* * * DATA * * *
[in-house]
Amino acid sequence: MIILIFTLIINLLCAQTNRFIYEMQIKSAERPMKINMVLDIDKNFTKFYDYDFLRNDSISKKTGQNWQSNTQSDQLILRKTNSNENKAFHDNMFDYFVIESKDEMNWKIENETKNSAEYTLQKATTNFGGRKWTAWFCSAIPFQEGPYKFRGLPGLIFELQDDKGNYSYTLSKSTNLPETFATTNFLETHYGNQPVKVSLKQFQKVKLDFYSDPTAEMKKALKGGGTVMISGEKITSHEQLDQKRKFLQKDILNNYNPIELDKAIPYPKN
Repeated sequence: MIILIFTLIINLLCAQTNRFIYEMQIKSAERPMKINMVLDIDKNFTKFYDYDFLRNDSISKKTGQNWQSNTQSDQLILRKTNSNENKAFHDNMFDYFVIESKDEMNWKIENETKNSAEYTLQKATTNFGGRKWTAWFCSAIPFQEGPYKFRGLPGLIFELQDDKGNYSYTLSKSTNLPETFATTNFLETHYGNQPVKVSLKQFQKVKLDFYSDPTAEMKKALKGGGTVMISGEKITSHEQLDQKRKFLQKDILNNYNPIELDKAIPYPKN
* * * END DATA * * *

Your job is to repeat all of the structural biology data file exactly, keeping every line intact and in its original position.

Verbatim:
[in-house]
Amino acid sequence: MIILIFTLIINLLCAQTNRFIYEMQIKSAERPMKINMVLDIDKNFTKFYDYDFLRNDSISKKTGQNWQSNTQSDQLILRKTNSNENKAFHDNMFDYFVIESKDEMNWKIENETKNSAEYTLQKATTNFGGRKWTAWFCSAIPFQEGPYKFRGLPGLIFELQDDKGNYSYTLSKSTNLPETFATTNFLETHYGNQPVKVSLKQFQKVKLDFYSDPTAEMKKALKGGGTVMISGEKITSHEQLDQKRKFLQKDILNNYNPIELDKAIPYPKN
Repeated sequence: MIILIFTLIINLLCAQTNRFIYEMQIKSAERPMKINMVLDIDKNFTKFYDYDFLRNDSISKKTGQNWQSNTQSDQLILRKTNSNENKAFHDNMFDYFVIESKDEMNWKIENETKNSAEYTLQKATTNFGGRKWTAWFCSAIPFQEGPYKFRGLPGLIFELQDDKGNYSYTLSKSTNLPETFATTNFLETHYGNQPVKVSLKQFQKVKLDFYSDPTAEMKKALKGGGTVMISGEKITSHEQLDQKRKFLQKDILNNYNPIELDKAIPYPKN